BMBF Project KAHR: Climate Adaptation, Flooding, Resilience

  Flooding on a railroad track, with lots of trash and trailers. Copyright: © BMBF

The KAHR project, funded by the BMBF, aims to use the latest scientific findings to support reconstruction measures in regions in North Rhine-Westphalia and Rhineland-Palatinate devastated by the flood disaster in July 2021. Until the end of 2024, the collaborative project will work with a total of 13 partners from science and practice on issues related to climate adaptation, risk-based spatial planning and flood protection. The aim is to create concrete measures for climate-resilient and future-oriented reconstruction and rebuilding in the affected regions. The project is coordinated together with the Institute for Spatial Planning and Development Planning of the University of Stuttgart. The Institute of Hydraulic Engineering and Water Resources Management (IWW) of the RWTH Aachen University is mainly responsible for the water management analysis for the affected regions.

  Logo KAHR-Project Copyright: © BMBF

The following recommendations are based on the initial findings of the federally (BMBF) funded KAHR project for scientific monitoring of the reconstruction of the regions in RP and NRW affected by the flood disaster.
These were presented and discussed at the 1st International KAHR Science Conference on June 29-30, 2022, and in a dialogue between science, politics and administration on June 29 in Remagen:

  1. Reconstruction after the 2021 flood event also offers an opportunity to initiate a strategic transformation process and strengthen disaster resilience.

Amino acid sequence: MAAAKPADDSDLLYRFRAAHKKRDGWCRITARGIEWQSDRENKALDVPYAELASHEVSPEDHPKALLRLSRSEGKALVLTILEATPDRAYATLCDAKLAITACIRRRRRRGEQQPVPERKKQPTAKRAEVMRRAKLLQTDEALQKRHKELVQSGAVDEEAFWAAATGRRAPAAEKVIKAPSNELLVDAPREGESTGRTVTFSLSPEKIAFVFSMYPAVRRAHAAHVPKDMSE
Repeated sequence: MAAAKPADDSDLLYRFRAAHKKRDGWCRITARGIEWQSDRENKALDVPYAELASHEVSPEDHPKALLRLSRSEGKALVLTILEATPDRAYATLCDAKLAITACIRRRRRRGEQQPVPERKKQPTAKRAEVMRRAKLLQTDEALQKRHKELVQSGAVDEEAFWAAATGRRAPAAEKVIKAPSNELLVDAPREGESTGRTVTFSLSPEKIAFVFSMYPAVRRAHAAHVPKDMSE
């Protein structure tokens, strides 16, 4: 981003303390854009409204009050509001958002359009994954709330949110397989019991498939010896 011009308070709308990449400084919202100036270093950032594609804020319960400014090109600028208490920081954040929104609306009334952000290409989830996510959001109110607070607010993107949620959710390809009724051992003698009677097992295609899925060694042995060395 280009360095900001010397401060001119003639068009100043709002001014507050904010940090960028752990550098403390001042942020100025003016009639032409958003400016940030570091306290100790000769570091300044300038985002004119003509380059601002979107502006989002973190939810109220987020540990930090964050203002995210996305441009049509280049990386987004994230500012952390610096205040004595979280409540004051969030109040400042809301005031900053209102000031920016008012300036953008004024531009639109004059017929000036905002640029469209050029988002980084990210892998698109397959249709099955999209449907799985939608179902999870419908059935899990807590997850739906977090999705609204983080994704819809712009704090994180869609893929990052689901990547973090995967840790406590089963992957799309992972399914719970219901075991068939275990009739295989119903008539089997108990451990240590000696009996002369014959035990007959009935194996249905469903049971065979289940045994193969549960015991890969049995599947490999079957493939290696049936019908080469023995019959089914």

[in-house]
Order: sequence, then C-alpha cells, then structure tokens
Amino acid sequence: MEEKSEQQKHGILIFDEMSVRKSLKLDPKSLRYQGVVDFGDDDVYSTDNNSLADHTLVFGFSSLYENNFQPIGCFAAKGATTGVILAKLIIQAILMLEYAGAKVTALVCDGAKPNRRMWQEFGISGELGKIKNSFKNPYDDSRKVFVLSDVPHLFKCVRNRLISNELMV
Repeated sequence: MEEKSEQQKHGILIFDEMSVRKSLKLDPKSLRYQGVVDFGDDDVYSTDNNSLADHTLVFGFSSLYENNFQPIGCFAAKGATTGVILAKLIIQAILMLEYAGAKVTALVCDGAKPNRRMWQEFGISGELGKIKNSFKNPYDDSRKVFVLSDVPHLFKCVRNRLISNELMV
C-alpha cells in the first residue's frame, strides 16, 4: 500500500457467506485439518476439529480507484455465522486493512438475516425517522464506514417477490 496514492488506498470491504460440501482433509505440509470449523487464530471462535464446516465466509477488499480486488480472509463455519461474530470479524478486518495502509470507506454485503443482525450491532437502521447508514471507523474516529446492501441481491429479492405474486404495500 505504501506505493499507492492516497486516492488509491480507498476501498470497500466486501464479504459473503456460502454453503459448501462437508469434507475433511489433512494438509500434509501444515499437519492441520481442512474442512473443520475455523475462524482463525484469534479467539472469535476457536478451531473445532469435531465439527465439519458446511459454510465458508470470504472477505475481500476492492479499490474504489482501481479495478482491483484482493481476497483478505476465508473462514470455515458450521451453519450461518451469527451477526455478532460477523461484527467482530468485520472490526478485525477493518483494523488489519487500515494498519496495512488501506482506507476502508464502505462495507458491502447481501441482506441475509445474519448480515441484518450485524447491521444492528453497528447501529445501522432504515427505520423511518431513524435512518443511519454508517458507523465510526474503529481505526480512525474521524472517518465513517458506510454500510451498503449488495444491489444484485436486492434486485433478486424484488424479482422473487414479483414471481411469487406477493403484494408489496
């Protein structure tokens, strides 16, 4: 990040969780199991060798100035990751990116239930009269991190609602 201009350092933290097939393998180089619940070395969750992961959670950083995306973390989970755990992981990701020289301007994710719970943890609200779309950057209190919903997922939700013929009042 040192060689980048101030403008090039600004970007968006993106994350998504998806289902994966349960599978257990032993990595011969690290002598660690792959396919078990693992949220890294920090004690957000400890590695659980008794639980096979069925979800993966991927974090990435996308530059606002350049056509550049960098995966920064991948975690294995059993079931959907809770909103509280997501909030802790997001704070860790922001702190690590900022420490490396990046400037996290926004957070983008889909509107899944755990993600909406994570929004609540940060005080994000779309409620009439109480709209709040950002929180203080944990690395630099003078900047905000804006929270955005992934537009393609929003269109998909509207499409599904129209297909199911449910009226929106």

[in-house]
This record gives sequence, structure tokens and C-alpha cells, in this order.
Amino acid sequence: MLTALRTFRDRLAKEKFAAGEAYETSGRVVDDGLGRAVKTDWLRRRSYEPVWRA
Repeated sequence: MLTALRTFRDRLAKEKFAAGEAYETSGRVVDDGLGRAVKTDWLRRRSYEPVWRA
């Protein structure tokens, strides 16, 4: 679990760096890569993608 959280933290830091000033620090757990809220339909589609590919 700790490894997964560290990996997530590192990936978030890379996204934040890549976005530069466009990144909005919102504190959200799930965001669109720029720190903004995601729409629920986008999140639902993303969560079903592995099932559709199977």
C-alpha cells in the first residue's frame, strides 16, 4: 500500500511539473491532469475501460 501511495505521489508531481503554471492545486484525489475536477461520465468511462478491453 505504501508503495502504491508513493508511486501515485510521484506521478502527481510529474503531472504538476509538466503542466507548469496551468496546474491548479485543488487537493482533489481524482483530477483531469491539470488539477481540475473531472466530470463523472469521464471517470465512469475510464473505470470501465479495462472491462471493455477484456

2. All potentials of flood modeling and risk analysis should be exploited to plan protection strategies and to prepare and warn affected people.

  3. More space for the river is important, but this does not only mean settlement retreat - but also adapted land uses.

  4. Bridges must be given greater consideration in future flood hazard assessments. Bridges can significantly increase the risk of flooding during flood events.

  5. Early warning of flood events must be strengthened.

  6. The signaling function of plans and planning needs to be strengthened. Heavy rainfall hazard and risk maps must be publicly available.

  7. Flood- and climate-resilient planning and building must be integrated at all levels of spatial planning and consider all facets of climate change impacts.

  8. Sustainable reconstruction succeeds when actors establish forms of cooperation and work together inter-municipally. Funding should strengthen this cooperation.

  9. Intensive preparation of disaster management and water management for rare flood and heavy rain events improves the management of these events.

  10. New protection standards and protection goals for critical and sensitive infrastructures must be defined and awareness of unavoidable residual risk must be raised.

For more information, please visit the KAHR project website.